Incidentally, you might be employing the old management company, in which case the staff will already be set up for the transition. Keep in mind, though, that unless that old company is truly outstanding, it’s probably a better idea to start fresh with your own managers.
In any event, here’s how you could format this email:
1. Share the Big News
State that you’ve closed on the property and congratulate everyone.
Proceed to tell your recipients that the closing documents have been signed, and you or your property managers now possess the keys.
2. Set Communication Expectations
Explain how you intend to stay in communication with the entire group: how you’ll contact them, how often, and what those messages will entail. Also, can they expect your updates on certain days — the first day of each month, for example?
Each update will review all the operational and financial changes since the previous update. You could email your group newsletters, hold conference calls, mail business documents, or decide on some combination thereof.
During the first year, you’ll likely be in touch with everyone more frequently, perhaps every week or every other week. That’s because so many things will happen in those first 12 months: renovations, new leases, residential turnovers, and so forth.
As things settle into a routine, however, you can contact your group less often: maybe once a month, once a quarter, or even once a year.
3. Set Financial Expectations
List your monthly, quarterly, and yearly financial expectations for this property.
4. Share a Financial Document
Provide a link to a financial document, which will contain information about distributions and taxes.
Specifically, it will tell the group how often you’ll send distributions, when the first distribution will arrive, and how that money will be paid. Can the investors choose their own payment methods?
Furthermore, what’s the amount of that first distribution, and what will the amounts of subsequent distributions be?
Those sums will likely equal the prorated preferred return divided by 12 and then multiplied by the amount of each person’s investment.
Also, will the distributions always be equal? It’s likely that, if you exceed your financial projections one year, you’ll send larger distributions at year’s end.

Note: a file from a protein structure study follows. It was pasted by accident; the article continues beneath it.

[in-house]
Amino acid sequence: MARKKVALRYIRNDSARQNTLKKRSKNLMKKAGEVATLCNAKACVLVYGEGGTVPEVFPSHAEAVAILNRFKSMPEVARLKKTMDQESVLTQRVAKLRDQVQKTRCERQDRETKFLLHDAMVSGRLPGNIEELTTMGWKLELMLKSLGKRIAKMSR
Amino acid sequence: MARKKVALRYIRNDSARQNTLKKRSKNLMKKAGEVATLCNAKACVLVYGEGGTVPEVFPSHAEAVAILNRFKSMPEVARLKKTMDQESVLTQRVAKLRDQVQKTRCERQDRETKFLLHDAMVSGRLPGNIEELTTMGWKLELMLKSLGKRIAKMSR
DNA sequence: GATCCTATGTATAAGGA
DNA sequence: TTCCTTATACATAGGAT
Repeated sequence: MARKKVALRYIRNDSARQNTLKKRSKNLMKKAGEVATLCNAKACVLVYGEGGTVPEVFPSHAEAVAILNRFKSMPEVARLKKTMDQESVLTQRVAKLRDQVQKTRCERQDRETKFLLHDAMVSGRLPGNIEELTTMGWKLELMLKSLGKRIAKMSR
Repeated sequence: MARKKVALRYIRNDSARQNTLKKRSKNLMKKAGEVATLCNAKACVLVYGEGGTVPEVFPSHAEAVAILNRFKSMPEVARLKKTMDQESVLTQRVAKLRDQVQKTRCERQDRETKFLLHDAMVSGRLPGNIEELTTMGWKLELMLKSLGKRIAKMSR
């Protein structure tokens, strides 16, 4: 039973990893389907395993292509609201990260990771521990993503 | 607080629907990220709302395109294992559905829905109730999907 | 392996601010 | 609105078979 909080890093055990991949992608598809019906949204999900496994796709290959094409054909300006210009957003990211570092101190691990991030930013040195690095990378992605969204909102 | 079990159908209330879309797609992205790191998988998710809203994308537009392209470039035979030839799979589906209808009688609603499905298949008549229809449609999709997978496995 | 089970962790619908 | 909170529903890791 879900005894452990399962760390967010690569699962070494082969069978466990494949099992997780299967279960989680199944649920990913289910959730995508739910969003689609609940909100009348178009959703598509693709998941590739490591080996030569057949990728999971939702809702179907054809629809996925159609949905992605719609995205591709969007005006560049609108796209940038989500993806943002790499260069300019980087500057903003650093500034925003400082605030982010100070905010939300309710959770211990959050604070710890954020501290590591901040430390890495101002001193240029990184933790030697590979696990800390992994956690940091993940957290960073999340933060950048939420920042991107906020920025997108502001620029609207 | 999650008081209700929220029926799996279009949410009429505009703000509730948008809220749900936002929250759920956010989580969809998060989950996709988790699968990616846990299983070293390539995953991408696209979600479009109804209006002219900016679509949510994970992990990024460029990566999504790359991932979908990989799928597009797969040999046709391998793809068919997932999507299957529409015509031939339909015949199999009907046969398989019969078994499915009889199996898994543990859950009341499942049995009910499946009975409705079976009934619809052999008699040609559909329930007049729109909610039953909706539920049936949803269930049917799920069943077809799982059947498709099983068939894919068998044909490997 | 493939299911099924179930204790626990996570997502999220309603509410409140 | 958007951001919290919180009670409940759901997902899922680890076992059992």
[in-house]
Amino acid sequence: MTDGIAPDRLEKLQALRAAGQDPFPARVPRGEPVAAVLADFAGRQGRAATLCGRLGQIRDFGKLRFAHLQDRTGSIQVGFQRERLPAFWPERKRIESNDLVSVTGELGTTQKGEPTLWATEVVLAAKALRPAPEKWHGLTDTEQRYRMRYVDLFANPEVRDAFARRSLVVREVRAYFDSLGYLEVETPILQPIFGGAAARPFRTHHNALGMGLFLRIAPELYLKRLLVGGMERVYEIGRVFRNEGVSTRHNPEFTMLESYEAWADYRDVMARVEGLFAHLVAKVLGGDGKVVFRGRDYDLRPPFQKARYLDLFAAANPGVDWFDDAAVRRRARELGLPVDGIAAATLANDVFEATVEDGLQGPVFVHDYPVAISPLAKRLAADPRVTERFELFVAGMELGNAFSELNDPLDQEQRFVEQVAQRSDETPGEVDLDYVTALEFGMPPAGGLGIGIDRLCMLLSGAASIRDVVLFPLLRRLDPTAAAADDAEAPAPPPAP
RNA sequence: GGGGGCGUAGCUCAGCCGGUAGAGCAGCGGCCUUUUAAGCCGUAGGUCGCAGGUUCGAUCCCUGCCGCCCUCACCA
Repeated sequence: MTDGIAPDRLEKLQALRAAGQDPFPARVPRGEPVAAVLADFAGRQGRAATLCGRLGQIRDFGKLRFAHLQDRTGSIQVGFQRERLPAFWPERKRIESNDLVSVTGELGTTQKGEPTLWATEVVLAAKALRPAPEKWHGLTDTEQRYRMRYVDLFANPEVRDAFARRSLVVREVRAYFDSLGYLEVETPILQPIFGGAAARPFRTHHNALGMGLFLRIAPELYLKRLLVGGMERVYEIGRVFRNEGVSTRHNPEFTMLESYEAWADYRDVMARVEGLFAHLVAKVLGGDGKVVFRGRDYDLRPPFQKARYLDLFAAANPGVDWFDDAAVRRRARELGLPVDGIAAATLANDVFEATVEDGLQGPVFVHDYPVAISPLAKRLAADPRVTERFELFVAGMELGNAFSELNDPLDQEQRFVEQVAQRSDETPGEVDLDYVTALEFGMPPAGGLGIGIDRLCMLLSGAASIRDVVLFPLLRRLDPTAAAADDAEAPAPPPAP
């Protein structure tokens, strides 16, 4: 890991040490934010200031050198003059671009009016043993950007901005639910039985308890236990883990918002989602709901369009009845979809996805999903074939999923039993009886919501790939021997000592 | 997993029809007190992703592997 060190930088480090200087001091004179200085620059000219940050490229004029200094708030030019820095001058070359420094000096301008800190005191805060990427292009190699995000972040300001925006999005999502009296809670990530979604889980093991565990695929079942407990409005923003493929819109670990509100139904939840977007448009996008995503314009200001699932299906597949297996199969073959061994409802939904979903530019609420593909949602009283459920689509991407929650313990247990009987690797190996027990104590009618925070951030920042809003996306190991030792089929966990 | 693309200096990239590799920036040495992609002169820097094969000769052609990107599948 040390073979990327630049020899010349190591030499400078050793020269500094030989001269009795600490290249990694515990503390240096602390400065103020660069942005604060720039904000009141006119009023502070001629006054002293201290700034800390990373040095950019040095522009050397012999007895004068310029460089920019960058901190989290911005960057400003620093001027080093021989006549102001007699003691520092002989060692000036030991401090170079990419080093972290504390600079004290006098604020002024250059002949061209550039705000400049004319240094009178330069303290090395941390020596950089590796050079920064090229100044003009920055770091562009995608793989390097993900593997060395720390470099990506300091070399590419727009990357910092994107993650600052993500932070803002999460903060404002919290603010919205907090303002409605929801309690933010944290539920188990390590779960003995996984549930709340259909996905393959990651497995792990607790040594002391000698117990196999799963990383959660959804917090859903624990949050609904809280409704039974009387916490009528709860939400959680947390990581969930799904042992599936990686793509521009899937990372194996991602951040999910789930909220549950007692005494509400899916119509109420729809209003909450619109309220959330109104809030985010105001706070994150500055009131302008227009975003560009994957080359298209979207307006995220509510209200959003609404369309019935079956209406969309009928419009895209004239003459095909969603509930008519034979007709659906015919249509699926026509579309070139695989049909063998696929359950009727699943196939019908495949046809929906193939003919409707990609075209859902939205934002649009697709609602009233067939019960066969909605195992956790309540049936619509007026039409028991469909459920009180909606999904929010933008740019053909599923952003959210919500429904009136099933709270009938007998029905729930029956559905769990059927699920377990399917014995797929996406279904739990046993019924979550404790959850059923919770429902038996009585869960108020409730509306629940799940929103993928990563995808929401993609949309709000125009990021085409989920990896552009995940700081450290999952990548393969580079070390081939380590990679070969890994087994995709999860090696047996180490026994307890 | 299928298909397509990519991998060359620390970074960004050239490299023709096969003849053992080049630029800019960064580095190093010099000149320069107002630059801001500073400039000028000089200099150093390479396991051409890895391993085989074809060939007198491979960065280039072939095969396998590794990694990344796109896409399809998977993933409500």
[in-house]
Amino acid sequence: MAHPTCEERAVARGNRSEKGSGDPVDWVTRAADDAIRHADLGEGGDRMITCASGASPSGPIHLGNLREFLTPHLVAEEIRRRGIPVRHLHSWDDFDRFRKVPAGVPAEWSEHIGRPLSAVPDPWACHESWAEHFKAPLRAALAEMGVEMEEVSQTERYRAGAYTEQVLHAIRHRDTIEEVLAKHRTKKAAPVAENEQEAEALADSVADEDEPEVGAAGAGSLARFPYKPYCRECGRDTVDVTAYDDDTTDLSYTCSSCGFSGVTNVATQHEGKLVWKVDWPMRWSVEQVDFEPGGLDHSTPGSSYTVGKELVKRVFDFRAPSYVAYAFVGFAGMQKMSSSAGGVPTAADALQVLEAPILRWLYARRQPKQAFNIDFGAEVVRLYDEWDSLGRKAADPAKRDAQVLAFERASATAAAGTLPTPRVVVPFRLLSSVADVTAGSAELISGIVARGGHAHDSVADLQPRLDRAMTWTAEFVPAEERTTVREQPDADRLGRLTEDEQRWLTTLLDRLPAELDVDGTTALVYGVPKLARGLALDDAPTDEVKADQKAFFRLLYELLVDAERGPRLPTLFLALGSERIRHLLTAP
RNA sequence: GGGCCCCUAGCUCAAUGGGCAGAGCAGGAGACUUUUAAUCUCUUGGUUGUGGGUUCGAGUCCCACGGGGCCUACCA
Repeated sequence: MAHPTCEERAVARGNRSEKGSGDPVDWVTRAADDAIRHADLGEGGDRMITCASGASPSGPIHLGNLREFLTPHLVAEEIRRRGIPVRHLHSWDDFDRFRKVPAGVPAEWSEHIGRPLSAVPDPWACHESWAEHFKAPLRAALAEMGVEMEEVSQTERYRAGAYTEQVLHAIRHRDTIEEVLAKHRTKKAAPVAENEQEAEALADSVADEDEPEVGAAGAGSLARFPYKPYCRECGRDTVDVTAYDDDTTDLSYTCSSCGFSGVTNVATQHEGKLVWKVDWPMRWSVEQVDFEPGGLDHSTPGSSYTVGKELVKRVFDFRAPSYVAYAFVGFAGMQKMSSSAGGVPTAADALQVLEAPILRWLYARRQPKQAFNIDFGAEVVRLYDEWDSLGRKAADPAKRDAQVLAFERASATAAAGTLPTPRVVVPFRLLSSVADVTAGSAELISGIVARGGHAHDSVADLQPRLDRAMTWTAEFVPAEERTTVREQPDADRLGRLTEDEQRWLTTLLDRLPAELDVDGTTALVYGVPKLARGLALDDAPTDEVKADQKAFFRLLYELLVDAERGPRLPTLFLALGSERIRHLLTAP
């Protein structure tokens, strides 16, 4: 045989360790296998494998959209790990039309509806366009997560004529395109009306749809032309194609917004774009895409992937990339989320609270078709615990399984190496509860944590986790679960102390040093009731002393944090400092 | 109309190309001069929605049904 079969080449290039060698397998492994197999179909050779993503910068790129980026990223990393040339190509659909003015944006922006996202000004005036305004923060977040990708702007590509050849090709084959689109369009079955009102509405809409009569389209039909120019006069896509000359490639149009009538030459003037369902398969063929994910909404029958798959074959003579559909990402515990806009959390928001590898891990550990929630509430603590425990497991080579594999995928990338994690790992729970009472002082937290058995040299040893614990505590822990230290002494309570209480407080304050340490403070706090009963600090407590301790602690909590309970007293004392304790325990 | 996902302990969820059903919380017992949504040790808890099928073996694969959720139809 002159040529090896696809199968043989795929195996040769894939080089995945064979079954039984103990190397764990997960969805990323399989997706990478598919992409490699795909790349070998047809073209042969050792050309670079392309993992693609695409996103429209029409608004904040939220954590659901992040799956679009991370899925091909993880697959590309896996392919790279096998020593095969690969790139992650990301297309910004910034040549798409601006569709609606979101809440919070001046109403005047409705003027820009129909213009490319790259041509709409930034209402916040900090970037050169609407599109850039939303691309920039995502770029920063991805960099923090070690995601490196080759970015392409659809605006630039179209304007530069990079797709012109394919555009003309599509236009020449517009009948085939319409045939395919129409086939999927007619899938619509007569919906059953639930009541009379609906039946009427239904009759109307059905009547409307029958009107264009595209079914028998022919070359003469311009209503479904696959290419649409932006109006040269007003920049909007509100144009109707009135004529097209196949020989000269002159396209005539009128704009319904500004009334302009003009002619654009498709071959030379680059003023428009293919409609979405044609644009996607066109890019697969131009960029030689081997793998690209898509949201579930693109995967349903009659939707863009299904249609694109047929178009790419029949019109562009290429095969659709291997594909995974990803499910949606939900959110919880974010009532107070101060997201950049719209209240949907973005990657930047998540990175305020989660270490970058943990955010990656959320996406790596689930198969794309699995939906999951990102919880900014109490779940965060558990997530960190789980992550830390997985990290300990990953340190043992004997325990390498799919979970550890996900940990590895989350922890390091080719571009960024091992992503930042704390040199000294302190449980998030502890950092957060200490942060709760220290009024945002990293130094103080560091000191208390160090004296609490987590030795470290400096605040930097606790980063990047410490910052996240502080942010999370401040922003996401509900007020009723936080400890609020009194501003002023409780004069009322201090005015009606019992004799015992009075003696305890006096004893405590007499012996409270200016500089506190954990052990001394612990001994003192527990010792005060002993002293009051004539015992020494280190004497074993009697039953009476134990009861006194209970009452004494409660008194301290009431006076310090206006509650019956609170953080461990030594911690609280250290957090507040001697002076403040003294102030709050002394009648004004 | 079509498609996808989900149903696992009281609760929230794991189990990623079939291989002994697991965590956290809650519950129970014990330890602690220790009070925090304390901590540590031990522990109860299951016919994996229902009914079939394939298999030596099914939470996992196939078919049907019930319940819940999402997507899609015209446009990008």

As far as the tax info, this document will tell everyone which tax documents you’ll send out each year. The K-1 form will be among them.
If you’re not sure how to format this financial document, you could hire a freelance designer online for an especially crisp and attractive style.
5. Be Positive
It’s great to include a few positive statistics or news stories as well. For instance, you could provide data about the robust local demand for apartments. Other examples include low unemployment numbers for your area, high job growth stats, or links to articles about businesses that just opened. These items should lift everyone’s spirit.
6. Sign Off
You could close this email by sharing your own enthusiasm for the deal. Encourage the group members to contact you with their questions, too.
Finally, before you send this crucial email, quickly reread it to make sure everything’s correct. Once you hit the send button, your apartment syndication deal will be complete. You’ll instantly become an asset manager. Why not take a moment to celebrate? Then let the asset managing begin!
Disclaimer: The views and opinions expressed in this blog post are provided for informational purposes only, and should not be construed as an offer to buy or sell any securities or to make or consider any investment or course of action.